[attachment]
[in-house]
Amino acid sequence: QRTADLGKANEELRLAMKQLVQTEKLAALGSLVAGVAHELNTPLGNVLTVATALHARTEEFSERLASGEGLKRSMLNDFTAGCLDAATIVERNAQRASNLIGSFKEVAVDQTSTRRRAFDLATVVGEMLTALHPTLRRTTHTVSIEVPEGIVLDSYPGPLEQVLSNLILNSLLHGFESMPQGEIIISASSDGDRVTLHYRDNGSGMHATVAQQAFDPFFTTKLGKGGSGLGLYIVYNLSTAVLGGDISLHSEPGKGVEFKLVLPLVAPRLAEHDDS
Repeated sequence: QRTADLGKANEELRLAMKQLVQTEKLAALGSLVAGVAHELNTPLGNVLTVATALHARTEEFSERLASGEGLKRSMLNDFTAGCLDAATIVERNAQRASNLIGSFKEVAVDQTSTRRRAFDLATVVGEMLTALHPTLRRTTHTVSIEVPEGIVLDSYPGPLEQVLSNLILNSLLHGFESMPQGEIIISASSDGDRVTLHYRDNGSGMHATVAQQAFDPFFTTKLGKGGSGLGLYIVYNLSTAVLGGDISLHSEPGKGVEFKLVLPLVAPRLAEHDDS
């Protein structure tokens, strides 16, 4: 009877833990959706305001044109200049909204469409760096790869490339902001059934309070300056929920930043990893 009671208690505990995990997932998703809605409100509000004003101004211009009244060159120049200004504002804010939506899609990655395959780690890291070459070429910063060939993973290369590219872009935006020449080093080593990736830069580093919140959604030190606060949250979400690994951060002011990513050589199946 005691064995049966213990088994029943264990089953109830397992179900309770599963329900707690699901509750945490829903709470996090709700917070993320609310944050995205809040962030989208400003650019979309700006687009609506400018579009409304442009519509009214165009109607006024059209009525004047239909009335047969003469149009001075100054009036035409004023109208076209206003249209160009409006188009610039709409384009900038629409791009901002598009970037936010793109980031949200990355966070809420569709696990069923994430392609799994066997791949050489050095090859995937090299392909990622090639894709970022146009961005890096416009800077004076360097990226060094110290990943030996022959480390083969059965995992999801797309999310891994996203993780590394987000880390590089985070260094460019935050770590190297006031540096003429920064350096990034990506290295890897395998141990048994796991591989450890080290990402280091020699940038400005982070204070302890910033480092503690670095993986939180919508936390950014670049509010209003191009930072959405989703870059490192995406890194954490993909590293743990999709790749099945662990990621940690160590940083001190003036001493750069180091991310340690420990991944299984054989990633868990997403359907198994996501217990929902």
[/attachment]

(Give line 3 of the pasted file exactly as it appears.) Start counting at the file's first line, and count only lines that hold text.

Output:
Repeated sequence: QRTADLGKANEELRLAMKQLVQTEKLAALGSLVAGVAHELNTPLGNVLTVATALHARTEEFSERLASGEGLKRSMLNDFTAGCLDAATIVERNAQRASNLIGSFKEVAVDQTSTRRRAFDLATVVGEMLTALHPTLRRTTHTVSIEVPEGIVLDSYPGPLEQVLSNLILNSLLHGFESMPQGEIIISASSDGDRVTLHYRDNGSGMHATVAQQAFDPFFTTKLGKGGSGLGLYIVYNLSTAVLGGDISLHSEPGKGVEFKLVLPLVAPRLAEHDDS